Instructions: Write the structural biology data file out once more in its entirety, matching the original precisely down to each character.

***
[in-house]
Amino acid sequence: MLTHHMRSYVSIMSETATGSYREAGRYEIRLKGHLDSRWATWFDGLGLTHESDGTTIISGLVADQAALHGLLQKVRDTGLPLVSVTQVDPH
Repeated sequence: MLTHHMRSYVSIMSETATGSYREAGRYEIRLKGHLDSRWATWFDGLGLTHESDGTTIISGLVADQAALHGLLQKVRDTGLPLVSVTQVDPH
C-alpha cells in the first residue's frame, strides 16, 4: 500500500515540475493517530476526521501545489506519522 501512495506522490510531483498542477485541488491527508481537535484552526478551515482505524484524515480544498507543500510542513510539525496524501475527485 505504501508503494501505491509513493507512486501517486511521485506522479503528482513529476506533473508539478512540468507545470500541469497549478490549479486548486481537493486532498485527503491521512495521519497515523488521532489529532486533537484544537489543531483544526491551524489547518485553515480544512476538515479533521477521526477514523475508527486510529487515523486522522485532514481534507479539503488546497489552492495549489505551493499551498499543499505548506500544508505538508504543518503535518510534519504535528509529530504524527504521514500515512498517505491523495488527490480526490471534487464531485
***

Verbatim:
[in-house]
Amino acid sequence: MLTHHMRSYVSIMSETATGSYREAGRYEIRLKGHLDSRWATWFDGLGLTHESDGTTIISGLVADQAALHGLLQKVRDTGLPLVSVTQVDPH
Repeated sequence: MLTHHMRSYVSIMSETATGSYREAGRYEIRLKGHLDSRWATWFDGLGLTHESDGTTIISGLVADQAALHGLLQKVRDTGLPLVSVTQVDPH
C-alpha cells in the first residue's frame, strides 16, 4: 500500500515540475493517530476526521501545489506519522 501512495506522490510531483498542477485541488491527508481537535484552526478551515482505524484524515480544498507543500510542513510539525496524501475527485 505504501508503494501505491509513493507512486501517486511521485506522479503528482513529476506533473508539478512540468507545470500541469497549478490549479486548486481537493486532498485527503491521512495521519497515523488521532489529532486533537484544537489543531483544526491551524489547518485553515480544512476538515479533521477521526477514523475508527486510529487515523486522522485532514481534507479539503488546497489552492495549489505551493499551498499543499505548506500544508505538508504543518503535518510534519504535528509529530504524527504521514500515512498517505491523495488527490480526490471534487464531485